It is a hard adjustment from classroom teacher to supply teacher. There are substantial differences to the job both within and outside the school. It is important to be prepared for these changes so that you can make the most of your next supply teaching role.
Be wary of money-oriented recruitment consultants. There are consultants who are falsely positive and try to sell your their service without your best interests at heart.
Try to avoid companies that recruit for sectors outside of education. They will be less sympathetic to the needs of a teacher and are more focused on filling positions rather than getting the right person for the right position.
Watch out for hidden charges and always check your payslips. It is easy to accidentally overlook a charge, as a result of companies not being transparent.
Avoid companies that still use paper. It is entirely unnecessary in this day and age and is an indication that the company does not move with the times. It will slow down payment and could leave you in a situation where you have to waste your time chasing money you are owed.
Try to get a good idea of the system the recruiting agency uses with their umbrella company and how you will get paid. Some companies need things signed off by a team leader, the school, and a system before things are sent off to the umbrella company. If you are invoicing them, find out the system and time it takes to receive payment. Always get this in writing in an email so you can hold companies accountable. The more complex their system and processes are, the less of a chance you have of getting paid on time.
Join a union. When doing supply, you don’t have the same sense of security you have within a school. Your agency might not be fully aware of what is and isn’t acceptable in terms of practice..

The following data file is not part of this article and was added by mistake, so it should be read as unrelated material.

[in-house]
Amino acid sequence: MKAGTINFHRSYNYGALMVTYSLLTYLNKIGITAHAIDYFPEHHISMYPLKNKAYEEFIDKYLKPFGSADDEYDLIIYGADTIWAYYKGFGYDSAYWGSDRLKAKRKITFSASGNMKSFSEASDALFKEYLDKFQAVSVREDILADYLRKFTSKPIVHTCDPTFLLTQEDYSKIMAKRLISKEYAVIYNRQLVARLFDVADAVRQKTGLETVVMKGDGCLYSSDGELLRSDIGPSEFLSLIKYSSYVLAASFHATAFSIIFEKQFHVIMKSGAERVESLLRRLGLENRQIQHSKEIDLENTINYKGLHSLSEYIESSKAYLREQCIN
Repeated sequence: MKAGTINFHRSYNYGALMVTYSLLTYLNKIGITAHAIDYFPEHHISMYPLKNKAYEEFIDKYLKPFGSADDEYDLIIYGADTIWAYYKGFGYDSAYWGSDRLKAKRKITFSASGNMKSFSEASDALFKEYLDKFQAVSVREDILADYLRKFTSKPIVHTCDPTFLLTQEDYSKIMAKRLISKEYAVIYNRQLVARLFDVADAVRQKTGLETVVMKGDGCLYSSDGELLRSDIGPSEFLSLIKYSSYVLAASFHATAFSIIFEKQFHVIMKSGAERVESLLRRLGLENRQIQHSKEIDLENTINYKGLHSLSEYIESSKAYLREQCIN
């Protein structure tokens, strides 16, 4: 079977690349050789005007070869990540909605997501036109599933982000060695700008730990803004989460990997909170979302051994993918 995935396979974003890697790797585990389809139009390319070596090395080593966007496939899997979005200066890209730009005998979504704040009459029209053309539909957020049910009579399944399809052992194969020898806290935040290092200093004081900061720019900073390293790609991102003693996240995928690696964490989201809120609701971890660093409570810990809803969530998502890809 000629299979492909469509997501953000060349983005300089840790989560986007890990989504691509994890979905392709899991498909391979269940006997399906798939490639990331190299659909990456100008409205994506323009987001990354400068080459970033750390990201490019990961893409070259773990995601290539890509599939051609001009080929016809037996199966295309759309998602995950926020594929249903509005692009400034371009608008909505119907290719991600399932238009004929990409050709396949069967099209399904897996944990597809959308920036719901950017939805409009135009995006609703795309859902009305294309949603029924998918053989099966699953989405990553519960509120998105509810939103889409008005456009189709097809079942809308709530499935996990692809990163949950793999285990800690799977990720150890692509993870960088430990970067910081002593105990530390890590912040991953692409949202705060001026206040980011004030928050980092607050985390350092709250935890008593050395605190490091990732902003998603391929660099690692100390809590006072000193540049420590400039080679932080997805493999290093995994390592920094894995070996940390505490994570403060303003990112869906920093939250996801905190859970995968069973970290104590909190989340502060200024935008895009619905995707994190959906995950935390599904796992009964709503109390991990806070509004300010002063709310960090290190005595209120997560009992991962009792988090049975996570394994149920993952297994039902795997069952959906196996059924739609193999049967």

If you plan on doing long-term supply, it might be worthwhile looking at CPD opportunities offered by the agency. Gaps on a CV might hurt your credibility and the likelihood you are hired by a school.
Do your marking! It is important to be aware of the school hours and not leave early. By leaving early, it results in the teacher doing more work than is necessary. Always write ‘supply’ at the top of each piece of work you mark, so if there are any inconsistencies in their books, the school has a way of explaining to any external monitoring.
Have something planned for each key stage in all the core subjects. Although schools are supposed to provide you with resources, they are not always available. Make sure impromptu lessons do not require any prerequisites and are adaptable to the needs of the class.
Be adaptable. You can’t expect things to run smoothly the whole time. Be prepared for the fact that you may have no TA and there may be numerous timetable changes throughout the day.
With all these things taken into consideration, the transition from classroom to supply teacher will be much easier. It may be challenging at first, but the job will be very rewarding at the end.